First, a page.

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Newsgroups: rec.crafts.metalworking
Subject: Re: Flat Drive Belts
From: Robert Bastow <>
Date: Thu, 28 Dec 2000 13:28:47 GMT

Tony wrote:
> I didn't put much info about the Alligator clips on my site because I don't
> use them. What would I do with all my nice clipper machines?
> Any pin of suitable diameter will do, use whatever is handy if you don't
> have any of the nylon coated pins. Wire brads work ok, drill rod, weedwacker
> string perhaps.
> --
> Tony
> Visit TonysToolroom for Surplus Stuff for sale
> and my Precision Scraping Page.
> Don't skive that belt before you visit my flatbelt page!
> be nylon coated, or could I turn one from a piece of nylon bar)
> >
> > The site doesn't go through the steps of using the steelgrip type of
> > belt clip.
> > 
> > The ones I have are "Alligator" brand steel belt lacing.  Can't see
> > what swamp it comes from on the box.  U. S. patents go back to 1909.
> > 
> > As well as the steel lacing, there's a spacer rod to be temporarily
> > inserted at the very end of the belt so that it contacts that and the
> > inside of the curve in the longer set of teeth.
> > 
> > You snap off a section of teeth, and place your square cut (yes, use a
> > square) belt end on a flat surface (table saw he whispered) with the
> > cross piece facing up, teeth spaced so that they don't line up too
> > close to either belt side. The longer teeth will be going out in front
> > of the belt end, and down under it. The spacer rod (probably 3/16 or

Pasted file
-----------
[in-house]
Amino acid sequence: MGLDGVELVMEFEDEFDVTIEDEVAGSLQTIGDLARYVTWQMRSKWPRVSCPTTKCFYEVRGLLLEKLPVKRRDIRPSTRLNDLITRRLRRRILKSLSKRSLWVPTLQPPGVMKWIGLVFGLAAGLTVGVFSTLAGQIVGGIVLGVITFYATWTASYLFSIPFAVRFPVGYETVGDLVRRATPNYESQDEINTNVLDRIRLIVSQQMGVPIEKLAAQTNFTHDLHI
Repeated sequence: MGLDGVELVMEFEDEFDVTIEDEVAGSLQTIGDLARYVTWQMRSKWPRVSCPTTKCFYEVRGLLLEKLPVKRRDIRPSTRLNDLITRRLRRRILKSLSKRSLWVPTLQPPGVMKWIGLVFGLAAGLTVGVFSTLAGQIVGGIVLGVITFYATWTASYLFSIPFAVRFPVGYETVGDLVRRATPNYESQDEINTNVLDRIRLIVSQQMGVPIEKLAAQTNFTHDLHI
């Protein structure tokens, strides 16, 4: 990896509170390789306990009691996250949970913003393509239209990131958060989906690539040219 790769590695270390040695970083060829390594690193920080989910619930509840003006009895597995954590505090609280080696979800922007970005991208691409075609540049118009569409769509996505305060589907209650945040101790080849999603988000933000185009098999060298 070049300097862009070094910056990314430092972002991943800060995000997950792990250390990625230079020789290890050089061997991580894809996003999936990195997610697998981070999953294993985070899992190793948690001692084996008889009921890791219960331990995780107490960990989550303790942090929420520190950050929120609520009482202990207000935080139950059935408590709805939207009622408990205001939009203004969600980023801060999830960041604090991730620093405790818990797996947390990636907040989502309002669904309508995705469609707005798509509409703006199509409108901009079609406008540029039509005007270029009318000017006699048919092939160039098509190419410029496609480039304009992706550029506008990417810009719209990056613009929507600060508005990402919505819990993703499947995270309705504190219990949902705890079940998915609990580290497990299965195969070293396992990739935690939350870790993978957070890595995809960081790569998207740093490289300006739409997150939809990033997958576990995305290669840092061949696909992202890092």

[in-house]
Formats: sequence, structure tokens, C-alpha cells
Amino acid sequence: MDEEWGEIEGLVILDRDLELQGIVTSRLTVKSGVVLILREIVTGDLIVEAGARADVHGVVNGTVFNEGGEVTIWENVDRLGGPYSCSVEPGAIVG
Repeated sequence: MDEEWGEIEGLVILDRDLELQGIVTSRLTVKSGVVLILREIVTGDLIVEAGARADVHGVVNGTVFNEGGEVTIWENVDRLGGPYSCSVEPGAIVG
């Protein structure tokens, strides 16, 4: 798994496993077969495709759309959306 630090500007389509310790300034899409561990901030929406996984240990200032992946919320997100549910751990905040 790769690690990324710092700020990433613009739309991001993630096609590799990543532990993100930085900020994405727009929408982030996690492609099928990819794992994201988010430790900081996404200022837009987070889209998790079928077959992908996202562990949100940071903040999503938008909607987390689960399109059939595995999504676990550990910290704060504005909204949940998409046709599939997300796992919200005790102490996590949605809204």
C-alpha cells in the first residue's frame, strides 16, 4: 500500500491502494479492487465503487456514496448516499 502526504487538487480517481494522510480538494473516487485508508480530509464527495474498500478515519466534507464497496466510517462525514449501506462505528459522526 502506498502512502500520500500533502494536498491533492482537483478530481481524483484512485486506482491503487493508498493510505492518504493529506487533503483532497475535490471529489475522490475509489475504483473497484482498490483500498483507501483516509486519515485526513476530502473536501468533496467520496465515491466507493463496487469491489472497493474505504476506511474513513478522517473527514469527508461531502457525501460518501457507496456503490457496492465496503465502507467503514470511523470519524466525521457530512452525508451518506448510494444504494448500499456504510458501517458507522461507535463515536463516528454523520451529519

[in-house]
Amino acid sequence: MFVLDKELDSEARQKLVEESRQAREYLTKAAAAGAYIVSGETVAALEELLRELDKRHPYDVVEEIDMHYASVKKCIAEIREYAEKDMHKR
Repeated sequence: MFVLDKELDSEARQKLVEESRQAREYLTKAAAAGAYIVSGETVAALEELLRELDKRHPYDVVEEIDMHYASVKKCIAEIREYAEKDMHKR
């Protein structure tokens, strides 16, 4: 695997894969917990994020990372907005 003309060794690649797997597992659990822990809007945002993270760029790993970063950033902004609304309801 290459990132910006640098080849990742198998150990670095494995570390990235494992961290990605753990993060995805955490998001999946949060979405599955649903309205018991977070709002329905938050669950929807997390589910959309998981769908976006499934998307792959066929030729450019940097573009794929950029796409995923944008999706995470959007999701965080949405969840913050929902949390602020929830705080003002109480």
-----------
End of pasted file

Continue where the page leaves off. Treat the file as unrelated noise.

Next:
> > so in width for the smaller clips) is inserted, then the teeth are
> > hammered into the belting.
> > 
> > The secton of the clip that you have on the top--the one with the
> > cross piece that holds all of the teeth together--will be facing
> > outside the pulley. So if you want leather smooth side in, make sure
> > you account for this as you proceed.
> > 
> > Probably be prepared for a couple of practice attempts.  But it really
> > is doable without any clipper machine.
> > 
> > The Allegator clips come with pins that are split.  Each half round
> > pin has serrations that line up between clip teeth to keep the pin
> > from coming off. This shouldn't be a necessary component, however.
> > 
> > Often leather sinew is used for pins.  I have seen lots of make do
> > pins as well.  sometimes a finish nail serves as adequate, so long as
> > the head's not riding against a pulley shoulder.
> >
> > Frank Morrison

Modern Drive belt manufacturers have the perfect answer to the needs of flat
belt drives similar to the Southbend.  They make a composite belting with a high
tensile plastic outer and a split, grey chrome leather inside ddrive face.   The
-plasic outer absorbs shock and stretch and the inner, leather face provides an
excellent traction, even when the pulley/belt starts to get oily.

For a nominal charge the local distributot will cut the belt to width and length
for you.  He wil "skive" the ends, by grinding, ready for bonding, wrap them to
keep out dirt and give or loan you enough cement to do a first-class, on-sight
bonding, without having to disturb the headstock spindle and bearings.   A
couple of flat steel plates and "C" clamps are all that are needed to align and
clamp the skived ends.

Well worth the investment and effort on a good little lathe.

Try looking up "Habasit" in you local phone book and go chat to them.


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